Weigh To Go

May 25th, 2007

I’ve been fascinated with the weight of things recently, and it’s not because my dealer keeps stiffing me half a gram for my eightball-a-week habit. It’s because I’m in the midst of planning a cross country road trip. Naturally, this involves traveling to major cities to pick up my co-pilots, Sean and Chris from Detroit and Boston, respectively, but that’s just the start (3000 miles is quite a start!). After swinging by New York to get my yearly supply of acid (2 sheets, or 600 tabs, bulk price $500 per sheet), it’s time for wilderness and epic adventures. That’s right, my blagoblag friends. This dangerously bucolic second half will consist of mostly backcountry hiking and backpacking in the American Southwest, and it is this portion that has been weighing heavily on my mind. I’ve spent weigh too much time thinking about it.

Naturally, when multi-day hiking, one must carry all of one’s necessities with one. The basics include the actual backpack, a tent, sleeping bag, clothes, a stove, cookingware, eatingware, emergency supplies, water, food, a water purifier, and appropriate maps. It’s easy to go overboard, to try to approximate modern life with ridiculous luxuries, and it is to this end that many backpackers heft a fifty to sixty pound load for eight hours of hiking a day. Yuck. That doesn’t sound like fun to me.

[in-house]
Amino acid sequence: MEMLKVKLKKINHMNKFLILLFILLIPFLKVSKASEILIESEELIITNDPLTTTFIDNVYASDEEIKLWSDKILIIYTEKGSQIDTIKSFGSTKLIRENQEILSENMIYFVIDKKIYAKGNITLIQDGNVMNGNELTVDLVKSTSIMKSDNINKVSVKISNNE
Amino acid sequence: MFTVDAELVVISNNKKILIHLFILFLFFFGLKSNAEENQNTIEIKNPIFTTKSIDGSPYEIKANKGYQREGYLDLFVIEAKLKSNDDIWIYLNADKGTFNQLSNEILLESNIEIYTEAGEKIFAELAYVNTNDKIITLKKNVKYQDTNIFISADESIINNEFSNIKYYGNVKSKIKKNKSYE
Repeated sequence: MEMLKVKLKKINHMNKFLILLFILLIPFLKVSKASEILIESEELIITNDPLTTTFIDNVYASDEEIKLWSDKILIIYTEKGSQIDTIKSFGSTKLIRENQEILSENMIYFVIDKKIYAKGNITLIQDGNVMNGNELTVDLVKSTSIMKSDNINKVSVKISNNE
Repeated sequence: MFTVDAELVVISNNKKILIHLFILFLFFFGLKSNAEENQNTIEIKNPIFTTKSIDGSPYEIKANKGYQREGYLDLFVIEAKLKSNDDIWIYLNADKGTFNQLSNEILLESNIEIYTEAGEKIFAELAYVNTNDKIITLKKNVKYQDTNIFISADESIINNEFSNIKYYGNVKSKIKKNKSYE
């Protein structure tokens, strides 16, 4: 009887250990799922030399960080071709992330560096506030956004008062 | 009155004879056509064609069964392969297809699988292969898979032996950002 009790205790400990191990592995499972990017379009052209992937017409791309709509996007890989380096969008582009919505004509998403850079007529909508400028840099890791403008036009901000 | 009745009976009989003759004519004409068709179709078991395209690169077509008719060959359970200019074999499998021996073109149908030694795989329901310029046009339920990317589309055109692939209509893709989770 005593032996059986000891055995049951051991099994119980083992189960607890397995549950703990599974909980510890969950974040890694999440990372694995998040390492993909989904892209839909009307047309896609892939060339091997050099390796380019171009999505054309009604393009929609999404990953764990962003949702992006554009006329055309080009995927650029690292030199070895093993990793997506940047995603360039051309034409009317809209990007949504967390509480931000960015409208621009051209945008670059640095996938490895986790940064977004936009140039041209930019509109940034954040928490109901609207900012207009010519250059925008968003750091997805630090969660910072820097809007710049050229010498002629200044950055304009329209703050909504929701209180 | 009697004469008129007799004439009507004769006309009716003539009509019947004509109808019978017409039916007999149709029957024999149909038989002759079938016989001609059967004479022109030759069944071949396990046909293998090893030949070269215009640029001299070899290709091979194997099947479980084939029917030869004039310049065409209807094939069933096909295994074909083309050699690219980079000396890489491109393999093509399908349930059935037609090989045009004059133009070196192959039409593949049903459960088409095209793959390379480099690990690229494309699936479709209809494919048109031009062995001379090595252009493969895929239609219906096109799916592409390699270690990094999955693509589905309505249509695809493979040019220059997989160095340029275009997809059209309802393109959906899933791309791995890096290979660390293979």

There is a sub-culture of backpacking which is aptly called ultralight backpacking, a group of people who are obsessed with the weight of each item they are carrying, determined to shed those pounds to both make and have a better time cavorting around in the hinterlands. On the most prominent site I could locate, there is an article devoted to the meta-minutiae surrounding this weight-loss program; the author claims a twenty-seven pound pack can last a man for a full week in the backcountry. Carrying only one lexan spoon for eating. A sleeping bag that weighs less than two pounds. Specially-designed titanium cookware that is constructed out of the thinnest sheets possible. A flashlight that weighs less than a dollar in change.

And, as expected, a burgeoning cottage industry supports this ultralight trend. There are tents for sale that weigh a little less than two pounds, for example: they are eight hundred dollars. A pair of lightweight rainproof pants can go for about three hundred. Freeze dried foods that weigh less than the packaging they come in go for six bucks a pop, to which part of me says: “Where can I sign up?” Living in the wild with barely the skin on your back appeals to my hippie, living-with-nature, landfills-are-the-devil side. While I can’t justify dropping a grand on anything besides a brick of Lebanese hash, I broke down and bought a 1.5 pound backpack, a 3 pound sleeping bag, and a water filter than weighs less than a can of Coke and can purify up to 200 gallons of the nastiest, most bacteria-ridden cesspool I can wade through.

Let’s go commune with nature, but first let me set up my waterproof, windproof, light-reflective ripstop tent with titanium tent pegs and a storage space equivalent to a twelve-pack of Sprite with Berries.

Mountain Ho!

PS. Great Basin National Park is the premier destination. I can’t weight!


thirty one daps

May 19th, 2007

Yes, you read the title correctly. It’s thirty one daps. Not thirty one days, as in a descriptor for a member of the set {January, March, May, July, August, October, December}. Thirty one daps can also be rendered 31 daps, and backwards as Spad 13, which is the name of an obscure World War I fighter plane:

This is not a coincidence. Spad 13 is also the name of an ongoing musical project named by my esteemed brother and colleague, E. Michael Woolley.

What is Spad 13, might you ask?